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The House votes to condemn President Trump’s attacks on women of color in Congress as racist. Also on our Wednesday rundown: A new report forecasts big losses for some states if the ACA is repealed. And a corporate call to flex muscle to close the gender pay gap.

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New Report: Texas Hunger-Risk Rate 2nd Worst in Nation

September 14, 2011

FORT WORTH, Texas - Texas ranks second worst in the nation in "food security," according to a new U.S. Department of Agriculture report which says almost 19 percent of Texas households don't have consistent, dependable access to enough food for active, healthy living.

Barbara Anderson, who heads the Texas Food Bank Network, representing 19 food banks across the state, thinks many Texans would be surprised to learn that hunger and food insecurity are prevalent even in some of the wealthiest areas. The network teamed up with Baylor University's Texas Hunger Initiative to create a hunger scorecard by county.

"This puts the true numbers down, where we can show the people that run those areas or those cities, 'This may not be what you want to see, but here it is in black and white, and this is the truth.'"

More precise information about who's going hungry can lead to better coordination of services, she says.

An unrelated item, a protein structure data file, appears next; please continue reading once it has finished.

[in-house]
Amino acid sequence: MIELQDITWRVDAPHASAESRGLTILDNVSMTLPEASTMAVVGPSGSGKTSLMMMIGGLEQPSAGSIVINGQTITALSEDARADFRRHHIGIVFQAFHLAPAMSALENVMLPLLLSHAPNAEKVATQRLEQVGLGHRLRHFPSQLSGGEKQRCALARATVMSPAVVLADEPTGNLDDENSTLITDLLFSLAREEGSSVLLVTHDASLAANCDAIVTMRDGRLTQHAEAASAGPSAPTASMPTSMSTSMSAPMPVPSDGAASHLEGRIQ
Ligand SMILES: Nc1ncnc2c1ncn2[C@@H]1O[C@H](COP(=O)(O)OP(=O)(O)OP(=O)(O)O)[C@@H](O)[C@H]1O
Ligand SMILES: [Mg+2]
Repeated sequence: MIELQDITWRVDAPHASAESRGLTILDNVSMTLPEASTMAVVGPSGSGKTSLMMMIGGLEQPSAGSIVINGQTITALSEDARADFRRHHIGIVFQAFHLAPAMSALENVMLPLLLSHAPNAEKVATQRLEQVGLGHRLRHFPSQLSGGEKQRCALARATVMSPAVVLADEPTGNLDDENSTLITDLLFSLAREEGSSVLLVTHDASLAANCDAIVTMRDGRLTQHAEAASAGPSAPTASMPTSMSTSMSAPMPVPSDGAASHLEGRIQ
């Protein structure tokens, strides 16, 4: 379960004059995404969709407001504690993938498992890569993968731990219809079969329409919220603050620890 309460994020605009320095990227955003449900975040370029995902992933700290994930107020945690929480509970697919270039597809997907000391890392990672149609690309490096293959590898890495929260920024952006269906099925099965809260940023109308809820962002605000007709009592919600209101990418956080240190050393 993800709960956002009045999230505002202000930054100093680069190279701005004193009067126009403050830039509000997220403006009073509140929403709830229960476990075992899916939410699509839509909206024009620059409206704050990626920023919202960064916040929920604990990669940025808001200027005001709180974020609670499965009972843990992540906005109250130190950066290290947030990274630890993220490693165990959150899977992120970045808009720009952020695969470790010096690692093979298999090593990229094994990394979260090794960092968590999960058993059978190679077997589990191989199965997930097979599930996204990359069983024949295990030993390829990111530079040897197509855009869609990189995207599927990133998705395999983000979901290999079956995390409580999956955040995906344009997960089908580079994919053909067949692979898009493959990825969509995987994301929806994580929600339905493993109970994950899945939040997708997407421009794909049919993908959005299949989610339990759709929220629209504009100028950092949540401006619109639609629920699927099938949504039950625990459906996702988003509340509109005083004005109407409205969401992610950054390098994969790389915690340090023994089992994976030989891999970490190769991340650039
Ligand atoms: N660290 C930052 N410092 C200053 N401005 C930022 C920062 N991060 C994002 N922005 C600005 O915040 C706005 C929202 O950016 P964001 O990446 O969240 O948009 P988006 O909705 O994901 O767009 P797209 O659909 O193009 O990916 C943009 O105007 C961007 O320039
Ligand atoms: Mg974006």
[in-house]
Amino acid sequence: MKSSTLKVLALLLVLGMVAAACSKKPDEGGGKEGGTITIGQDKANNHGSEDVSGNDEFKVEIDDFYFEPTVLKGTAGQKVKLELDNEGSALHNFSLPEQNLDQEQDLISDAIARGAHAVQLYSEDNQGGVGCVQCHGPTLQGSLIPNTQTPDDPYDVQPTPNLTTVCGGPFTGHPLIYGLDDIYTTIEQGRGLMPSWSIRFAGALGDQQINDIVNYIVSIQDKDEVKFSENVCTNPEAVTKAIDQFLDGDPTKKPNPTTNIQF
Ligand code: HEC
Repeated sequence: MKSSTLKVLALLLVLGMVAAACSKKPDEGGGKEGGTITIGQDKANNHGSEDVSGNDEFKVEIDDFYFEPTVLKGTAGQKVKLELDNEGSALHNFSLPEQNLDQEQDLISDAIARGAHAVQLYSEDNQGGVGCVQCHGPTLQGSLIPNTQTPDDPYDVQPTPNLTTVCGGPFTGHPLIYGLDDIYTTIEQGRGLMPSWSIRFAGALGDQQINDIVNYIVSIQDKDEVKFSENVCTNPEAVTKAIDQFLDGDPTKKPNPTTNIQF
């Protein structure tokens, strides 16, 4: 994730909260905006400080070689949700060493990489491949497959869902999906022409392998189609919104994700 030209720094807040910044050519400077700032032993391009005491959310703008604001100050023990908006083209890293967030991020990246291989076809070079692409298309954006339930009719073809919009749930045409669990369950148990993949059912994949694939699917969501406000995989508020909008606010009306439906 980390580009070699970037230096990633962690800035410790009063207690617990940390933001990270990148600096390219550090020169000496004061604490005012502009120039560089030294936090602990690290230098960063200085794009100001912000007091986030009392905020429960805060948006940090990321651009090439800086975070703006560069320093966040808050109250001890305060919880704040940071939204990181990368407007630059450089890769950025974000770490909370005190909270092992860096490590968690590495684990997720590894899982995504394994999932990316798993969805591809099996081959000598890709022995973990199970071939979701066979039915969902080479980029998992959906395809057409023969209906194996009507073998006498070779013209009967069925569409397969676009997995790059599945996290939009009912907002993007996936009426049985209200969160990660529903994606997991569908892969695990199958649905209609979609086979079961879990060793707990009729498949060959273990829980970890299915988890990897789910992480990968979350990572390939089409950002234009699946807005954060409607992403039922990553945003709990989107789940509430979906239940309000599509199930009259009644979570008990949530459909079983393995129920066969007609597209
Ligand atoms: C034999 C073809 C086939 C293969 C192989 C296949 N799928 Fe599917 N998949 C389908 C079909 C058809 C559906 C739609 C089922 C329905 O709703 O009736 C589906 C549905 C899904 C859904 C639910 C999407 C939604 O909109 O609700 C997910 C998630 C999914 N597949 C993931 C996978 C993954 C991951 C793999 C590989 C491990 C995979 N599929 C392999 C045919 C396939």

The food-insecurity rate is 24 percent in Hidalgo County, 18 percent in Harris County, 16 percent in Travis County, and 15 percent in Montgomery County, home to The Woodlands and other affluent communities.

It can be a challenge to transition from unemployment to partial employment, Anderson says. A small boost in income might mean a family is no longer eligible for food assistance, but still doesn't earn enough to guarantee food security.

"And that's where the food banks and the communities can come in, with the pantries and the other help to tide them over."

Food donations in Texas have gone down slightly in recent years, Anderson says. Monetary donations for hunger relief, however, have remained fairly stable...

"But the problem is, the need has increased about 30 percent, so we needed those donations to rise about 30 percent, rather than remain level."

The USDA report says that only Mississippi has a greater rate of food insecurity than does Texas.

The USDA report is online at The county scorecard is at

Peter Malof, Public News Service - TX